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21 Things you don’t know about Billy Graham


21 Things you don’t know about Billy Graham

Rev. Billy Graham, who rose to prominence in the 1940s as a charismatic orator with a heart for sharing his faith in Jesus Christ, was best known for his crusades that drew crowds that packed stadiums and other large venues for more than a generation.

Graham’s role as a spiritual advisor was well documented but what might not be well known was how much of an impact he truly had on modern political history.

With his death today at exactly 99 years, this piece portrays many things that you may not know about the famous preacher.

1. While his relationship with presidents has differed, Graham has met personally with a dozen American presidents — from Harry S. Truman to Barack Obama.

2. According to a CNN compilation on Graham’s life, the renowned preacher has spoken to more than 215 million people in more than 185 countries and territories.

3. At a Jackson, Mississippi, revival in 1952, Graham removed the ropes that separated black and white sections of his audience. When the Rev. Martin Luther King Jr. rose to prominence, Graham became a close ally.

4. He had five children, all of whom have gone on to form of ministry. The oldest of the Grahams’ children is Virginia (1945), followed by Anne Morrow (1948), Ruth Bell (1950), William Franklin III (1952), and Nelson Edman (1958).

5. Case in point: He has a star on the Hollywood Walk of Fame. In fact, Graham was the 1,000th person to have a star installed.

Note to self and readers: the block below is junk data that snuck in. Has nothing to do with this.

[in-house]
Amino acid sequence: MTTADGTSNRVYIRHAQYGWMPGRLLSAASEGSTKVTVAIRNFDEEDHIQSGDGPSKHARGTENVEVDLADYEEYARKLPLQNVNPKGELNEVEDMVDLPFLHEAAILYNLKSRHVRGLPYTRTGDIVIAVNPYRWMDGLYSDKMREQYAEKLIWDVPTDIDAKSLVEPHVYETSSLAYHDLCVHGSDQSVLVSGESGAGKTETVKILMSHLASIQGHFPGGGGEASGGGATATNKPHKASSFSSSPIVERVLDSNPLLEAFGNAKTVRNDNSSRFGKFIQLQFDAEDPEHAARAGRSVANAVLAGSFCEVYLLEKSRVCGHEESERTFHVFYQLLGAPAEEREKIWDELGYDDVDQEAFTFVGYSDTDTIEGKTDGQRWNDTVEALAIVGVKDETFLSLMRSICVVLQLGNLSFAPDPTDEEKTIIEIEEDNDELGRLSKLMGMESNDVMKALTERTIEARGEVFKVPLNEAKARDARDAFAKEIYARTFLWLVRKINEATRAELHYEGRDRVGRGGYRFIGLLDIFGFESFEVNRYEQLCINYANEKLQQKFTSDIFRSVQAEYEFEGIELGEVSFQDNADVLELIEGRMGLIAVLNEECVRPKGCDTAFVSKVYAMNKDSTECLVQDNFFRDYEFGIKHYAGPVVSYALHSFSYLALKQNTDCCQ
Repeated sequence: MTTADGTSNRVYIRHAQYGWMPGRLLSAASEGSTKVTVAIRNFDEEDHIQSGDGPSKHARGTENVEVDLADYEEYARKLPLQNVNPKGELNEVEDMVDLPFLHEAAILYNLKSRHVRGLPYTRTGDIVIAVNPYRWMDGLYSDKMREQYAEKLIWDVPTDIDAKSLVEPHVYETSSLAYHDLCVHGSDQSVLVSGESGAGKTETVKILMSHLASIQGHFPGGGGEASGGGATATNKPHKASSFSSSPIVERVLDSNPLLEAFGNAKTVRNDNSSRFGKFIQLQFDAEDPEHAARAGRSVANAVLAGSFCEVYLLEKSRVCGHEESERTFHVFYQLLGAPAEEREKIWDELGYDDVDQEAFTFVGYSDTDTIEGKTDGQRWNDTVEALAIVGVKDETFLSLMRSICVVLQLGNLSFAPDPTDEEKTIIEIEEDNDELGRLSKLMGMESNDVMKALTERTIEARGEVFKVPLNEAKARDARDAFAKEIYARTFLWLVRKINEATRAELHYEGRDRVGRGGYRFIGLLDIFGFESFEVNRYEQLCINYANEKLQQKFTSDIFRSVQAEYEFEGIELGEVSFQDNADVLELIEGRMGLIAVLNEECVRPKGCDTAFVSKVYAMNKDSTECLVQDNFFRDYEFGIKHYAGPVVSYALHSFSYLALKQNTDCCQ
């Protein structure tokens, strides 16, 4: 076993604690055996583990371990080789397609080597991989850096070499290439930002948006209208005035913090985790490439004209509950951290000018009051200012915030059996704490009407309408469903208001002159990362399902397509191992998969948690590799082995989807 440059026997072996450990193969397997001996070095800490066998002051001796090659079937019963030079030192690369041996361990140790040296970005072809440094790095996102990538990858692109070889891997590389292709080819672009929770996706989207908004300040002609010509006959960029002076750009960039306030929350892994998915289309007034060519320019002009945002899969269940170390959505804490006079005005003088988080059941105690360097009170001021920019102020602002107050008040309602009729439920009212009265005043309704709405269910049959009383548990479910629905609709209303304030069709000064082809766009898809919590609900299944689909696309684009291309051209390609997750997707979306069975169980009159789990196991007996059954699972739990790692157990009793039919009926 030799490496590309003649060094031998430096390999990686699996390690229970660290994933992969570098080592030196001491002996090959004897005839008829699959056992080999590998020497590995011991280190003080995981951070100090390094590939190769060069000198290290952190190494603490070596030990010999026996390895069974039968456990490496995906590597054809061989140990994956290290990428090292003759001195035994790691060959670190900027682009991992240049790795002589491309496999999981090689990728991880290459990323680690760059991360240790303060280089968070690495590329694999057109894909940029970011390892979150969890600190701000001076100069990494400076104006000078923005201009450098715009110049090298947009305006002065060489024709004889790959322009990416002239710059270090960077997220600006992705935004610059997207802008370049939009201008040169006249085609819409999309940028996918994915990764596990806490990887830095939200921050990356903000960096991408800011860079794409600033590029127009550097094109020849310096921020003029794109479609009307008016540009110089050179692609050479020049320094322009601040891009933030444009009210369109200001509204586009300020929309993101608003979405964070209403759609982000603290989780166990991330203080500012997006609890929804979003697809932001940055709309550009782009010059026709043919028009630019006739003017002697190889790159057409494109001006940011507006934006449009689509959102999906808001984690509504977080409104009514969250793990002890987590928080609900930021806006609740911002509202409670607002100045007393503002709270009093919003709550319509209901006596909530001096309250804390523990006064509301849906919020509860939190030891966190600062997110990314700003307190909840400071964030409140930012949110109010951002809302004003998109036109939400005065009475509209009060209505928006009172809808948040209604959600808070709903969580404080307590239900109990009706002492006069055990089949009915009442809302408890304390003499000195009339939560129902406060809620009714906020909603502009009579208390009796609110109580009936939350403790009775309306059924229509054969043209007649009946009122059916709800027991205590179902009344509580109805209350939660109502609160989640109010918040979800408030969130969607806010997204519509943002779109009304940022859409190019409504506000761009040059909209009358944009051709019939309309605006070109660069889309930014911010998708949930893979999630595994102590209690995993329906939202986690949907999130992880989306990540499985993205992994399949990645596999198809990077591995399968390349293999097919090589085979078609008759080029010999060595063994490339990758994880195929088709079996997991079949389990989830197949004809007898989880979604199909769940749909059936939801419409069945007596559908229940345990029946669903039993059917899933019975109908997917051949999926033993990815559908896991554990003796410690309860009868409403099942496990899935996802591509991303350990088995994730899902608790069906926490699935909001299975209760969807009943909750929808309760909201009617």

6. Other signs of his influence are, perhaps, best represented by the fact he received an honorary knighthood by Sir Christopher Meyer at the British Embassy in Washington, D.C., in 2001.

7. Graham also has been recognized frequently as one of the 10 most admired men in the world by the Gallup organization.

8. For example, he founded the long-running Christianity Today magazine — one of the most influential publications in the evangelical sphere.

9. Additionally, Graham served as president of Northwestern Bible College in St. Paul, Minnesota.

10. Graham’s life and legacy are also represented at the Billy Graham Library, a popular museum in Charlotte, N.C., near his hometown. The 40,000-square-foot library and museum opened its doors in 2007.

11. Billy Graham’s illnesses include fluid on the brain, prostate cancer, and Parkinson’s disease.

12. A recording of a 1972 conversation between Graham and President Nixon, in which they both make anti-Semitic remarks, is released. Graham later apologizes.

13. In 1983 – Awarded the Presidential Medal of Freedom

14. 1943-1945 – Takes over a Chicago radio program, “Songs in the Night”.

15. 1934 – Graham becomes “born again” after hearing an evangelist preach in Charlotte, North Carolina.

16. Graham has been listed by Gallup as one of the “Ten Most Admired Men in the World” more than 50 times.

17. June 24-26, 2005 – Graham leads “his last crusade” at Flushing Meadows-Corona Park, New York, speaking to more than 230,000 people

18. May 31, 2007 – The Billy Graham Library and Museum in Charlotte, North Carolina, is dedicated. Former Presidents George H. W. Bush, Bill Clinton, and Jimmy Carter attend.

19. August 2007 – Graham is hospitalized for 11 days to treat intestinal bleeding.

20. August 12, 2012 – Admitted to Mission Hospital in Asheville for treatment of a pulmonary infection believed to be bronchitis. He is released two days later.

21. On the 21st of February, he died at the age of 99 years.


Also read:

27 Hot Sayings of Billy Graham

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